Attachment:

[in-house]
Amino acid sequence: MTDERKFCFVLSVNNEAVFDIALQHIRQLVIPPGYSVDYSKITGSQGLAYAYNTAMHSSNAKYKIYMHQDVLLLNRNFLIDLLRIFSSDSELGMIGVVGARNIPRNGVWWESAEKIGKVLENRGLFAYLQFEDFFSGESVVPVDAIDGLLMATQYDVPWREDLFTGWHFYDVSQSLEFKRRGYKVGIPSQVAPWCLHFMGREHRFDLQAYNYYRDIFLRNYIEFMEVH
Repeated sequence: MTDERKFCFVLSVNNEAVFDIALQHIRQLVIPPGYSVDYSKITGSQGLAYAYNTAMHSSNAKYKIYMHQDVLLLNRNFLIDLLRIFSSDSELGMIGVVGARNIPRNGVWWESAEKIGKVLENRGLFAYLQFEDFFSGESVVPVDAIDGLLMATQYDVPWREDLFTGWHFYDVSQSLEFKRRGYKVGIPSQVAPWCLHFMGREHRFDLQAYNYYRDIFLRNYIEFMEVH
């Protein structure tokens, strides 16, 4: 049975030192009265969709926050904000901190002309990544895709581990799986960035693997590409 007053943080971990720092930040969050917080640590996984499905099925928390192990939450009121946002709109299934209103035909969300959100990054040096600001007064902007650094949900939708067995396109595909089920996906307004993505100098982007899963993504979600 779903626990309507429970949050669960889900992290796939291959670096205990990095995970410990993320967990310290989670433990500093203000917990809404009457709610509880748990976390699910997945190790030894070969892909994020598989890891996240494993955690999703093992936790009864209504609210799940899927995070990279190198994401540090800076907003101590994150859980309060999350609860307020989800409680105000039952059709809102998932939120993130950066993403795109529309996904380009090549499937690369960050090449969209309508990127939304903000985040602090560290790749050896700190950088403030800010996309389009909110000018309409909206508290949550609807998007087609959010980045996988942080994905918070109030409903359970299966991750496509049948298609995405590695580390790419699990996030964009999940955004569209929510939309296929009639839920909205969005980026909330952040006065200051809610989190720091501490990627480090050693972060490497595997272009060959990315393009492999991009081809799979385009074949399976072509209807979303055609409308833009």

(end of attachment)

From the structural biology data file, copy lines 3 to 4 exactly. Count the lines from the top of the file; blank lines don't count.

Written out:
Repeated sequence: MTDERKFCFVLSVNNEAVFDIALQHIRQLVIPPGYSVDYSKITGSQGLAYAYNTAMHSSNAKYKIYMHQDVLLLNRNFLIDLLRIFSSDSELGMIGVVGARNIPRNGVWWESAEKIGKVLENRGLFAYLQFEDFFSGESVVPVDAIDGLLMATQYDVPWREDLFTGWHFYDVSQSLEFKRRGYKVGIPSQVAPWCLHFMGREHRFDLQAYNYYRDIFLRNYIEFMEVH
């Protein structure tokens, strides 16, 4: 049975030192009265969709926050904000901190002309990544895709581990799986960035693997590409 007053943080971990720092930040969050917080640590996984499905099925928390192990939450009121946002709109299934209103035909969300959100990054040096600001007064902007650094949900939708067995396109595909089920996906307004993505100098982007899963993504979600 779903626990309507429970949050669960889900992290796939291959670096205990990095995970410990993320967990310290989670433990500093203000917990809404009457709610509880748990976390699910997945190790030894070969892909994020598989890891996240494993955690999703093992936790009864209504609210799940899927995070990279190198994401540090800076907003101590994150859980309060999350609860307020989800409680105000039952059709809102998932939120993130950066993403795109529309996904380009090549499937690369960050090449969209309508990127939304903000985040602090560290790749050896700190950088403030800010996309389009909110000018309409909206508290949550609807998007087609959010980045996988942080994905918070109030409903359970299966991750496509049948298609995405590695580390790419699990996030964009999940955004569209929510939309296929009639839920909205969005980026909330952040006065200051809610989190720091501490990627480090050693972060490497595997272009060959990315393009492999991009081809799979385009074949399976072509209807979303055609409308833009």